Every year, CU hosts a unique convention of guest speakers from around the world in an event open to the public.
The Conference on World Affairs always draws a crowd, as students and community members sit in on a diverse array of lectures throughout the week.
Graham Gerritsen, the advertising and press liaison for the Conference on World Affairs, said the conference is unique to CU.
“It’s the only event like it in the world,” Gerritsen said. “One hundred of the greatest minds come to CU for 200 sessions that are free and open to the public.”
The 2010 CWA, which will be held from April 5 to 9, focuses on the theme “Free Thinking,” according to a CWA news release.
The participant list, including professors, entertainers and journalists from around the world, can be found at the CWA Web site.
Gerritsen said 92,000 people attended the CWA last year.
Chelsea Benavides, a 19-year-old freshman international affairs major, said she is required to attend the CWA.
“I’m going for my IAFS class, but also to experience international affairs in the world today,” Benavides said. “I want to get an insight into IAFS jobs, too.”
Benavides said she thinks students in other majors can benefit from attending the conference as well.
“They should know what’s going on in the world because that affects everyone,” Benavides said. “They can also understand how their actions can affect the world.”
Bryan New, a 22-year-old senior economics major, is a student volunteer coordinator for the event.
New said student volunteers help the event run smoothly.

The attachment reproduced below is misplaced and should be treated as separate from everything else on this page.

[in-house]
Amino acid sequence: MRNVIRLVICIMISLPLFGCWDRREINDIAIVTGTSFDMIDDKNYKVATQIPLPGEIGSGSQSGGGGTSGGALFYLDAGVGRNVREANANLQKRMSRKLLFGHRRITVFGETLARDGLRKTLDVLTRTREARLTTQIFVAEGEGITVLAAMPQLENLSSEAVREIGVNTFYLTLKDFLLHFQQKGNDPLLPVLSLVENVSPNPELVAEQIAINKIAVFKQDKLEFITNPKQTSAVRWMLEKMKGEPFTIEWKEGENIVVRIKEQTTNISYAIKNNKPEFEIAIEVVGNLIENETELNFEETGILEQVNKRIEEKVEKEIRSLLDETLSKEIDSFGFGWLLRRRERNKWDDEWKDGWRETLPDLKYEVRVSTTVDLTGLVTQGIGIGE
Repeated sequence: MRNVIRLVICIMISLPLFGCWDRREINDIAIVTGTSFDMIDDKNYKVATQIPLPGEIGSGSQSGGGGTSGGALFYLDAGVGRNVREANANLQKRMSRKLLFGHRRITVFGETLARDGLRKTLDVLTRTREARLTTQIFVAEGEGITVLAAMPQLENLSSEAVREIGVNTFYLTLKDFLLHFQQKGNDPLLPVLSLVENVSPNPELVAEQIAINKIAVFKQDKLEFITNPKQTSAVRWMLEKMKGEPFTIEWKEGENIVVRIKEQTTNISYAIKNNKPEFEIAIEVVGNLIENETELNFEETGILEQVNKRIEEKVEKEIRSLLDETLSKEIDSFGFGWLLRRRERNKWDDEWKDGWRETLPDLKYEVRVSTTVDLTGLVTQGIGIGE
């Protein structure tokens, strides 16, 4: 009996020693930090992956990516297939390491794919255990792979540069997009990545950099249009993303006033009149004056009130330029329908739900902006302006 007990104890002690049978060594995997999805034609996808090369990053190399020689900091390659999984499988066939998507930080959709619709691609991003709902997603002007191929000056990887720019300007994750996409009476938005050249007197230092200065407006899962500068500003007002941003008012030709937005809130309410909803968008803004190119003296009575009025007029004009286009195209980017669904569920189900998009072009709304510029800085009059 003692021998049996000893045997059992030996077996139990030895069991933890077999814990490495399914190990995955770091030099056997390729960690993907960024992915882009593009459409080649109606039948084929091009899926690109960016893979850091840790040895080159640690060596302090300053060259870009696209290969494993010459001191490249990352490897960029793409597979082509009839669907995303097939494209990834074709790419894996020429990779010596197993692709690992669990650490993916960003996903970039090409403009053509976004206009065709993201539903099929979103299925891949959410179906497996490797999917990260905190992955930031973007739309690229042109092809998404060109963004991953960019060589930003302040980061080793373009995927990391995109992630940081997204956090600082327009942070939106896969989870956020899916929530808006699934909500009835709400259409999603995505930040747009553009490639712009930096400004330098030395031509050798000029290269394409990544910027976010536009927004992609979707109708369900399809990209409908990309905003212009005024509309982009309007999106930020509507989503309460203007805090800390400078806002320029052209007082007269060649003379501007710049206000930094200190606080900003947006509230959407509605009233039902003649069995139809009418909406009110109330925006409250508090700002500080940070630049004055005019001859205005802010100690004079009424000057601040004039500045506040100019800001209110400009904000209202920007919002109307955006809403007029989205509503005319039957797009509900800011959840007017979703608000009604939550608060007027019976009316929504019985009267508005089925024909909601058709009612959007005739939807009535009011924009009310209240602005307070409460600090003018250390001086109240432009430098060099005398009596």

“We have 60 or 70 student volunteers,” New said. “With 100 people flying in, we need people from 7 a.m. Sunday to 10 p.m. Saturday. We help provide transportation and help with marketing stuff.”
New said he thinks seeing the world-renowned speakers at the CWA is an opportunity that CU students should take advantage of.
“I think CU is perfect for the event,” New said. “It’s a huge resource for students. We have 100 experienced people who’ve been where we are. It was made for this campus.”
Gerritsen said the week of events covers many different topics ranging from new media and pop culture to terrorism and the sustainable revolution.
“It’s a very wide array of topics,” Gerritsen said. “We’re going to have sections on science, politics, new and old media, the environment, the 2010 election and maybe some health care.”
Gerritsen said the conference will include story telling and a jazz concert.
This year, attendees are encouraged to secure seats in advance to avoid overcrowding. Gerritsen said tickets may be obtained through the CWA Web site.
New said student groups, like students in the journalism school, have the opportunity to attend multiple events.
“I know Dean Voakes lets students out all week for the conference,” New said. “Michael Elliott [from Time magazine] will be there; he is a huge resource for a journalism student to see.”
CU Boulder has hosted the CWA since 1948, making this year the 62nd annual convention, according to the conference Web site.
Gerritsen said the CWA has evolved over time to include topics beyond international relations.
“Howard Higman started the event in 1948,” Gerritsen said. “At first, it was somewhat related to the UN. Now, Roger Ebert calls it a ‘Conference on Everything Conceivable’ and we agree with that.”
Gerritsen said the event is an important part of CU’s campus culture.
“It’s an integral part of CU,” Gerritsen said. “For students, seeing the flags in April is always a reminder that there’s a whole world out there.”
Contact CU Independent Staff Writer Jennifer Retter at Jennifer.email@example.com.